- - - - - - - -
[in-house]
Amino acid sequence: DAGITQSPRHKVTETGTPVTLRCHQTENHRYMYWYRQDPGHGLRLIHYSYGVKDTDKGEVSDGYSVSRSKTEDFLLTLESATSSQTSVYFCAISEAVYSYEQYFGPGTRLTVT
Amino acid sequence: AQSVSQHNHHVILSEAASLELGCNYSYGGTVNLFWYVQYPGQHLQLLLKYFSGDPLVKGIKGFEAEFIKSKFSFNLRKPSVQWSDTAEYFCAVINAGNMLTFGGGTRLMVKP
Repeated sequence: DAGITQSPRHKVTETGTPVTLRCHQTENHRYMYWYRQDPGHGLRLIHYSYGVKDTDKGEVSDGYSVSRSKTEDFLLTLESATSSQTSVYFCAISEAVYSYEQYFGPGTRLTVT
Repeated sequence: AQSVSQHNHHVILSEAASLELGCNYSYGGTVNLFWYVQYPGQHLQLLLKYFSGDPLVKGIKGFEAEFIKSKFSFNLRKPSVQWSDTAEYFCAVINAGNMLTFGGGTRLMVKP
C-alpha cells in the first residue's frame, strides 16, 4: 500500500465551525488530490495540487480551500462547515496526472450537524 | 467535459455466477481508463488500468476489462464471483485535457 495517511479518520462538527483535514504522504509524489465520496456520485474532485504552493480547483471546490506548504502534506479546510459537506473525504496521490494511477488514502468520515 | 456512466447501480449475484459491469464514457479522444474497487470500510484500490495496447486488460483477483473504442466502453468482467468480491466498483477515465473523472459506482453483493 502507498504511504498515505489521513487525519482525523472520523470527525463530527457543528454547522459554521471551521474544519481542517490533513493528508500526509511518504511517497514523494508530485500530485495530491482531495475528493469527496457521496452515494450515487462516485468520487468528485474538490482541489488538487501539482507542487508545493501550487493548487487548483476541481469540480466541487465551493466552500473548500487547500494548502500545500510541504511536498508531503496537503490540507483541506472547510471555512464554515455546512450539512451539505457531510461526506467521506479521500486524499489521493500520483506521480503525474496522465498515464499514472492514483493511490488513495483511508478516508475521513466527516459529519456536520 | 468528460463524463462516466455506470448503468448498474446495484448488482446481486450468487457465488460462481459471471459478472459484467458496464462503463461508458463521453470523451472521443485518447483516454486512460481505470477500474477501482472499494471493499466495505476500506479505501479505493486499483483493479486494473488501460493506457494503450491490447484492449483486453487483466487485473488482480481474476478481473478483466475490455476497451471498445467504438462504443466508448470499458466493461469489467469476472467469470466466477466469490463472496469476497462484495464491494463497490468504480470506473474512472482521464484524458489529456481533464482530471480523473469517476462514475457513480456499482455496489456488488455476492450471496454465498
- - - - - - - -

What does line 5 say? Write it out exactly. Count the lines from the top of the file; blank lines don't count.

Repeated sequence: AQSVSQHNHHVILSEAASLELGCNYSYGGTVNLFWYVQYPGQHLQLLLKYFSGDPLVKGIKGFEAEFIKSKFSFNLRKPSVQWSDTAEYFCAVINAGNMLTFGGGTRLMVKP